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Home Court Advantage
Sheldon Candis returned to his hometown of Baltimore to shoot his first feature film. With a wealth of local connections to call on, the filmmakers used the city to its full advantage.

Producer Jason Michael Berman's family also hails from Baltimore, and the filmmakers used his father's offices as the production office. "I shot an earlier film there as well, so we had a lot of the same crew, including the same line producer," he says. "A lot of incredible people worked on the movie. We had the full support of the community because it's a Baltimore story. In some ways, it's almost a love letter to Baltimore. That support really helped us stretch our dollars."

Justin Wilson grew up in nearby Virginia and his family spent many summers on the Maryland shore. Though he had visited Baltimore often, accompanying Candis there several times during the writing process gave him a more intimate understanding of the city and its unique culture. "By the time we started writing, I had researched the city carefully."

The film offers viewers a broad range of Baltimore's diverse landmarks, from the city's famed waterfront to working-class Cherry Hill, Pimlico Racetrack, the Inner Harbor and the 250-year-old Lexington Market. "There are so many different neighborhoods," says Wilson. "There's also the City versus the County, as they call it in Baltimore. The County is the more upscale suburban area where Mr. Fish's house is. If you spend time around Baltimore, you learn that's a distinction they use. We also made sure to include some of the local dialect in the way Woody and Vincent say certain words."

The writers also included one of Baltimore's most beloved rituals -- the crab dinner. "In the dinner scene, everyone is cracking crabs and demonstrating their particular techniques," Wilson says. "That is a huge part of the social atmosphere, getting a bunch of people together, spreading newspaper out and getting those mallets. That's something my family used to do."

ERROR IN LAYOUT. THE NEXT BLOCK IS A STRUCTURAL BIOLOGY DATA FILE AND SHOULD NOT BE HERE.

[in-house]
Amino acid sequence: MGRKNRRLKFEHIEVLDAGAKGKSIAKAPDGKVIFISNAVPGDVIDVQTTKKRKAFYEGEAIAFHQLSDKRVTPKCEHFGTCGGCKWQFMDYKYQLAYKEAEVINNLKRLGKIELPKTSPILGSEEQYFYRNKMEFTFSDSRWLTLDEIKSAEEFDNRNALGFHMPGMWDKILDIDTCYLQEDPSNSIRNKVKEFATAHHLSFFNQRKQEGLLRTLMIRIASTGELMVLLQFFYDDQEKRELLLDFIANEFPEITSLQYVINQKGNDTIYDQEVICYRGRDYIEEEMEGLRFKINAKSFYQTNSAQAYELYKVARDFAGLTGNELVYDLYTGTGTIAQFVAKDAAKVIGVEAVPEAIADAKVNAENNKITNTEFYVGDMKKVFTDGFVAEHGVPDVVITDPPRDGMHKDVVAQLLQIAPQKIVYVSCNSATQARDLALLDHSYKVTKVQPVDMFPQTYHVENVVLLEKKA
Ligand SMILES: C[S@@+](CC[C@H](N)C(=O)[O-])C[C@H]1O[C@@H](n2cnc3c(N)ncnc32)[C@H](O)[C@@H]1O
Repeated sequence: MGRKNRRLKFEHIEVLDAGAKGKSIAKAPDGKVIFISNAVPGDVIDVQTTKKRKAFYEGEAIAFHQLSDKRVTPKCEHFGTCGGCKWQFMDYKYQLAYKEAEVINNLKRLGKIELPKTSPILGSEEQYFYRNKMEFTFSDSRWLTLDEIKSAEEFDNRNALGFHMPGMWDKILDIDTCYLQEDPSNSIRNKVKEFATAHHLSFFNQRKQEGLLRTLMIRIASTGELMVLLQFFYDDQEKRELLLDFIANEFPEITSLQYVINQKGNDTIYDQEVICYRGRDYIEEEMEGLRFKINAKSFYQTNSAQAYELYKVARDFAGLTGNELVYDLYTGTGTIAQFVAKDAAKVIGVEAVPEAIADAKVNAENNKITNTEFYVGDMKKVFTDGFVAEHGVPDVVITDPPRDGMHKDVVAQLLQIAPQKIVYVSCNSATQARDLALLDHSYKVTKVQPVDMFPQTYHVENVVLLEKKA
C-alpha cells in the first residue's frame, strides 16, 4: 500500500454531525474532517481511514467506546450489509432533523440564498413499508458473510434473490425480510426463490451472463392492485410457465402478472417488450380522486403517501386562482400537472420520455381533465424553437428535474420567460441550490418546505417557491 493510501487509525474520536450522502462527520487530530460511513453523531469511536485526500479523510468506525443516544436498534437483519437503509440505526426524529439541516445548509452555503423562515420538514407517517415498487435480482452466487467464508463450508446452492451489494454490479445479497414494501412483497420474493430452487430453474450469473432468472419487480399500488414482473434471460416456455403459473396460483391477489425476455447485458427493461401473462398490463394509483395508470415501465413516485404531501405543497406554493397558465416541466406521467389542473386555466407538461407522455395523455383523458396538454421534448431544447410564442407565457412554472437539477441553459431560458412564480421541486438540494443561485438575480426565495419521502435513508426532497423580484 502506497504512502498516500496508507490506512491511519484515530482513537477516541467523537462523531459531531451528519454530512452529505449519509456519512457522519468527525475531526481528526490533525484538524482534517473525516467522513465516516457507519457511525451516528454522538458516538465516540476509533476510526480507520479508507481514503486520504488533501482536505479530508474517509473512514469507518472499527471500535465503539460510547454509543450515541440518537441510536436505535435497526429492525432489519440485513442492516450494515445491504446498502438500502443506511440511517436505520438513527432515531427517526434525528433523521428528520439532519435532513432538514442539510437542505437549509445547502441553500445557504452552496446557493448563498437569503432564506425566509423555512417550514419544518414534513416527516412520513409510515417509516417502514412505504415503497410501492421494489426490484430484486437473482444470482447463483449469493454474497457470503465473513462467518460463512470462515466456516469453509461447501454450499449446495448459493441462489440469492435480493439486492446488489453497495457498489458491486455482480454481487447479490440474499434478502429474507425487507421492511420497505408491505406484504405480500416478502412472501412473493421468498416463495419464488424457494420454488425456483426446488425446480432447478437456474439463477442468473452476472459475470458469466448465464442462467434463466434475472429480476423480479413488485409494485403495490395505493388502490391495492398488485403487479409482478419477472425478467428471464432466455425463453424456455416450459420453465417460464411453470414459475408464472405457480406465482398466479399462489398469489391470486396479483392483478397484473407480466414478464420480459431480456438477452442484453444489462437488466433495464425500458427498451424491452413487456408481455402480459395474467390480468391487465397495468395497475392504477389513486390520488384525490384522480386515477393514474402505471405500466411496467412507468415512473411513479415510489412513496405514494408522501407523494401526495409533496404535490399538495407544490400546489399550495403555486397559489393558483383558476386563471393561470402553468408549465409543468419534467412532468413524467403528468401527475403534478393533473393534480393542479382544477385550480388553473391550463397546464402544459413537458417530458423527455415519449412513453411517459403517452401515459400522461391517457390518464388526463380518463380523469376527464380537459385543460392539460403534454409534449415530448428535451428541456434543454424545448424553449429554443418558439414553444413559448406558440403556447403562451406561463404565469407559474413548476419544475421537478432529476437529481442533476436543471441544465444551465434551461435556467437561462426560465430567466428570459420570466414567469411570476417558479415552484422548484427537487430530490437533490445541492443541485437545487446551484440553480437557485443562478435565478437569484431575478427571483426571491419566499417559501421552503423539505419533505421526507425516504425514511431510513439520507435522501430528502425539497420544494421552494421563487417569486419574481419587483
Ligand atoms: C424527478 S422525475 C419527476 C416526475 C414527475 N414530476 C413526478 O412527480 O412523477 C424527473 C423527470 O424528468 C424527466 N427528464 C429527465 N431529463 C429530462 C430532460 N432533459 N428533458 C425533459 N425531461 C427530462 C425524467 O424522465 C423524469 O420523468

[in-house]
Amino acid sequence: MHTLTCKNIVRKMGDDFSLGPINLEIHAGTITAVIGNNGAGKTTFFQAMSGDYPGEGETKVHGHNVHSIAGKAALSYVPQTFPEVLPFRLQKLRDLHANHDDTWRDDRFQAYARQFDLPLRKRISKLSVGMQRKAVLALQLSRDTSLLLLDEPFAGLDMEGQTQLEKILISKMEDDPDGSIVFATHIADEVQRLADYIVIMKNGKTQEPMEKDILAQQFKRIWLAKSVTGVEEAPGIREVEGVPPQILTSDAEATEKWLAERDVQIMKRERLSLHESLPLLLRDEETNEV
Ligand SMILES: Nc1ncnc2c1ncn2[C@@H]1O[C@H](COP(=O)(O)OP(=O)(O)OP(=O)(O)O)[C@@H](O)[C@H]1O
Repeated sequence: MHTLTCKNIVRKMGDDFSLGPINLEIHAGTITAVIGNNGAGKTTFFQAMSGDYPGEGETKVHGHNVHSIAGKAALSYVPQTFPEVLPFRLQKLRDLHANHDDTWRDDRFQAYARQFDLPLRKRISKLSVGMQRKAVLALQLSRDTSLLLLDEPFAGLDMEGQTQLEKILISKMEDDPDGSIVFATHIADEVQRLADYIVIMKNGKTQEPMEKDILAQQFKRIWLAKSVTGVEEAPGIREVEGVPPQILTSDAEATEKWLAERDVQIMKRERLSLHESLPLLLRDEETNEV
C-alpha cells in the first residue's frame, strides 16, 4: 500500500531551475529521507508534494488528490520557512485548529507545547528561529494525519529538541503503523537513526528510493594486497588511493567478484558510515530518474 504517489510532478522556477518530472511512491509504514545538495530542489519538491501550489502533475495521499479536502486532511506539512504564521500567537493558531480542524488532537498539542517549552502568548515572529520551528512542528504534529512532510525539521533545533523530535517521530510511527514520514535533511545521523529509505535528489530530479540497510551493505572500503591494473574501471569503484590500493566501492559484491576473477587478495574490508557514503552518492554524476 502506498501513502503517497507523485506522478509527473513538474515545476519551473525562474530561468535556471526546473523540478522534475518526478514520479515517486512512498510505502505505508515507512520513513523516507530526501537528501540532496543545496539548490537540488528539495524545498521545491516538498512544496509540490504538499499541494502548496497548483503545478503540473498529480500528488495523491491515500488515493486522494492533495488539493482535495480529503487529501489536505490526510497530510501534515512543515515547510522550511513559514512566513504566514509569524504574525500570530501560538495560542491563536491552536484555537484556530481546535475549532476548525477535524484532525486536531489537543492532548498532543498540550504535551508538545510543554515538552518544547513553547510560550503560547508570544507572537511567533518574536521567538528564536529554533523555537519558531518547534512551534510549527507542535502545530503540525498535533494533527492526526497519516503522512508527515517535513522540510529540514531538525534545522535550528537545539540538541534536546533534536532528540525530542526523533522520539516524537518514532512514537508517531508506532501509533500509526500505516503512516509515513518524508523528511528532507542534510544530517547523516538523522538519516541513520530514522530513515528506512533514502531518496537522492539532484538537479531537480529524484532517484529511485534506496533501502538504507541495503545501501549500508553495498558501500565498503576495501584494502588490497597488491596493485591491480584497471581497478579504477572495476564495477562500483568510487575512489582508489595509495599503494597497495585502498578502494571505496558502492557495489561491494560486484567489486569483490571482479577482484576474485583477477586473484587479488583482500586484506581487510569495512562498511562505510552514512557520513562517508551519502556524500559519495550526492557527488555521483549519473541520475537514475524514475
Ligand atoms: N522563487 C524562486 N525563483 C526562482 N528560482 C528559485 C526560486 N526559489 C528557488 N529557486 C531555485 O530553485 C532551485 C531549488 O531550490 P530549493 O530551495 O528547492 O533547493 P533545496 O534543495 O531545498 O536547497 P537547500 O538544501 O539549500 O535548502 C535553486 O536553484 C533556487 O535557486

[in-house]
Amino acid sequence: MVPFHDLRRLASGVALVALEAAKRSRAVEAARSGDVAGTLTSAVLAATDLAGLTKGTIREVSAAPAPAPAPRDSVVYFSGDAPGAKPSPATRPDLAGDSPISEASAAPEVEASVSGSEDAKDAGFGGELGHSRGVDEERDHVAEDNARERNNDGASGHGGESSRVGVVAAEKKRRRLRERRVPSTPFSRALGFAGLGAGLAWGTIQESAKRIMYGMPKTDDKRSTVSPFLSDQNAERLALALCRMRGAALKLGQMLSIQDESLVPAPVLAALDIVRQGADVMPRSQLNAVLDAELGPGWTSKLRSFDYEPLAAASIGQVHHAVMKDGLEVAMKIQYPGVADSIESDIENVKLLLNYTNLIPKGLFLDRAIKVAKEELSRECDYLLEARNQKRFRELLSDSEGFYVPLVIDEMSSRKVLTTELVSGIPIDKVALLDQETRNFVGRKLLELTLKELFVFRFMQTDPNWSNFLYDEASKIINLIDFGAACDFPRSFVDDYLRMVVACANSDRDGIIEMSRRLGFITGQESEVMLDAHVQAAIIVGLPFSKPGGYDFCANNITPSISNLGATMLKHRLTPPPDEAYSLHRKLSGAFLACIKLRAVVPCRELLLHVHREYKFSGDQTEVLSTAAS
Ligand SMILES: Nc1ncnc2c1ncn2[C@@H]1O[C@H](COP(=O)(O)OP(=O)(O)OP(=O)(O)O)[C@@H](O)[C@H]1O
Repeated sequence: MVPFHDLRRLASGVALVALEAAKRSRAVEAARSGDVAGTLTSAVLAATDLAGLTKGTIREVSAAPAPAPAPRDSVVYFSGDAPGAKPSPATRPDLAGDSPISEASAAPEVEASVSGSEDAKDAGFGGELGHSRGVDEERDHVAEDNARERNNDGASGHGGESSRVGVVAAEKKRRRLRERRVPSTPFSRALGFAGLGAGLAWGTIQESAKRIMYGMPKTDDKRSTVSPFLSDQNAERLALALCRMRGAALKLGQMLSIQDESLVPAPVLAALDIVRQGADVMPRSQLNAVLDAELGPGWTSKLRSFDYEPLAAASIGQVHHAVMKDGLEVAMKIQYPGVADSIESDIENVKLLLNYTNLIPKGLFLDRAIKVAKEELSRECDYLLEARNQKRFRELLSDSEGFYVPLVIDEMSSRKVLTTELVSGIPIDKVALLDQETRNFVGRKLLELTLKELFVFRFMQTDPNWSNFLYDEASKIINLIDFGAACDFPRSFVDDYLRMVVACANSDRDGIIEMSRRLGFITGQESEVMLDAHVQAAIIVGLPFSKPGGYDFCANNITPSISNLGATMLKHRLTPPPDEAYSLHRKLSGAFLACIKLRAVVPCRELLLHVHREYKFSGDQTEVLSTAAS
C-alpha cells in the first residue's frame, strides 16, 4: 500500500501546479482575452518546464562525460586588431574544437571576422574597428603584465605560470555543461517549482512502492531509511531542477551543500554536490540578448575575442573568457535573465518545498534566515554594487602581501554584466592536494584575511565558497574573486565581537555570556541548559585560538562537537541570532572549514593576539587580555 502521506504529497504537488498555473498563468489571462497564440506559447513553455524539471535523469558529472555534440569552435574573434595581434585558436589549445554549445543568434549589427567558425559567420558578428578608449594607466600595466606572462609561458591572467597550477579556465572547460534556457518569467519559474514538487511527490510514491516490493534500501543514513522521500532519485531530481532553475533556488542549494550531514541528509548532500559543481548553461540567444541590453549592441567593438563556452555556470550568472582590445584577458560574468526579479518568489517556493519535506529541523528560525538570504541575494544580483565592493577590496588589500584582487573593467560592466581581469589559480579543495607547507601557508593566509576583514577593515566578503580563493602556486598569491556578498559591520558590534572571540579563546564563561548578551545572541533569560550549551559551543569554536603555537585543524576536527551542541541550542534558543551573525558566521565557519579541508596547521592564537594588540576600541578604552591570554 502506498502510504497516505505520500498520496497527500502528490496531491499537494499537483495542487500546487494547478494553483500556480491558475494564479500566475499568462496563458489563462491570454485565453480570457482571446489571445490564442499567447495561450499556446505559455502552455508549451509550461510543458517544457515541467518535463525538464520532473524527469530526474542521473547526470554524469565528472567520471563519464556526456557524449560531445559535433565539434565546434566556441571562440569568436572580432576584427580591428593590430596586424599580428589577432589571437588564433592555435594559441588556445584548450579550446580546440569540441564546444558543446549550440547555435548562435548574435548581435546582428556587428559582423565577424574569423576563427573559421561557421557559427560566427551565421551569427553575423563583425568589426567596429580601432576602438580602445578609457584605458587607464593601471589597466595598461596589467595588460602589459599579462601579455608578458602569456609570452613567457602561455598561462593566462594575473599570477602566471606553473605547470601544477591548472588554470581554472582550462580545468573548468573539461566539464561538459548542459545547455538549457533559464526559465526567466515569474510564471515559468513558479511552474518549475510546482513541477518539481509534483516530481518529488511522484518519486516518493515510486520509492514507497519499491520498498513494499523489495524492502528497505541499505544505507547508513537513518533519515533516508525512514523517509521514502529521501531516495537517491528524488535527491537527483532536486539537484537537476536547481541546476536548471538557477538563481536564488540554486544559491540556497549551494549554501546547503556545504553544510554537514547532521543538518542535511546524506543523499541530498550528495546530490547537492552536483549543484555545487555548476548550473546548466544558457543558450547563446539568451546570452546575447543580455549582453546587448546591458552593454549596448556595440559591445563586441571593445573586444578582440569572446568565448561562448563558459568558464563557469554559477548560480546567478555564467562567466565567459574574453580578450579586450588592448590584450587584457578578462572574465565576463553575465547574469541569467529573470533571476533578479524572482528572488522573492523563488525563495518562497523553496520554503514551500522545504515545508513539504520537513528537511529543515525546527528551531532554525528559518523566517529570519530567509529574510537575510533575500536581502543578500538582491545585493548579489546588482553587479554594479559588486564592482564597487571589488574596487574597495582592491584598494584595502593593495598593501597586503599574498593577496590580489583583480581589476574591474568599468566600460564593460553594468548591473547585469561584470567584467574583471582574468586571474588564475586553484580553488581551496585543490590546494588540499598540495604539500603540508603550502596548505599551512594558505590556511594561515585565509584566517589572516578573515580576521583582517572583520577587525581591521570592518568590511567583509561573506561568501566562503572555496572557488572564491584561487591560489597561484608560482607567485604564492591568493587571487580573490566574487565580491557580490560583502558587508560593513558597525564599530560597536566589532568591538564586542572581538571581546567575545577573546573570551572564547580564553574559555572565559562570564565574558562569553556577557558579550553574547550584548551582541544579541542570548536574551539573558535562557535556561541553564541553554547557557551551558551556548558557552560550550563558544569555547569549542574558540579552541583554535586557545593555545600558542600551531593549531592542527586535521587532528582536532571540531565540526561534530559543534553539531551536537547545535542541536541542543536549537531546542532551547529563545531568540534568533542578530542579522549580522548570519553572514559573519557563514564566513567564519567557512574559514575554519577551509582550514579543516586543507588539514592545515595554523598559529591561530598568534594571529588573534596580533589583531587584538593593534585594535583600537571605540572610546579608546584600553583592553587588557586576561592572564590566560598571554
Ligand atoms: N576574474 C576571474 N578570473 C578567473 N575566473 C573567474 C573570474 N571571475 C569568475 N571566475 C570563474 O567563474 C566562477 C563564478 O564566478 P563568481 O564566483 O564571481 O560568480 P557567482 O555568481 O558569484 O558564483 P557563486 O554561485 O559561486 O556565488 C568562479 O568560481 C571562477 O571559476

Those details were important for Common as he built his character. "Being there helped me as an actor to become more of a Baltimore boy," says Common. "This is a movie about truth and heart, and that came from Sheldon, based on his own experiences, so Baltimore was the right place to shoot it. The city has its own unique character, and we tried to stay true to it." Candis says he is grateful for the opportunity to have made this very personal movie and he credits a determined and talented team for helping make his vision a reality. "For all our good fortune, we faced a lot of challenges getting LUV made," he adds. "Not only were there the everyday run-and-gun decisions that go with making any independent film, we were also working with a minor in a leading role on a very short shooting schedule.

"I heard a thousand 'no's for every 'yes,'" he says. "People sacrificed a lot to get this movie made. They called in favors and really believed in me as a first-time filmmaker. Producers Jason Berman and Michael Jenson in particular have been with LUV for the past seven years. Jason is the kind of guy who, if he says he'll get it done, he'll get it done, whatever it takes. They all had to be fearless and passionate. They were on the ground every day actively working with the team to make sure the film would make it across the finish line."


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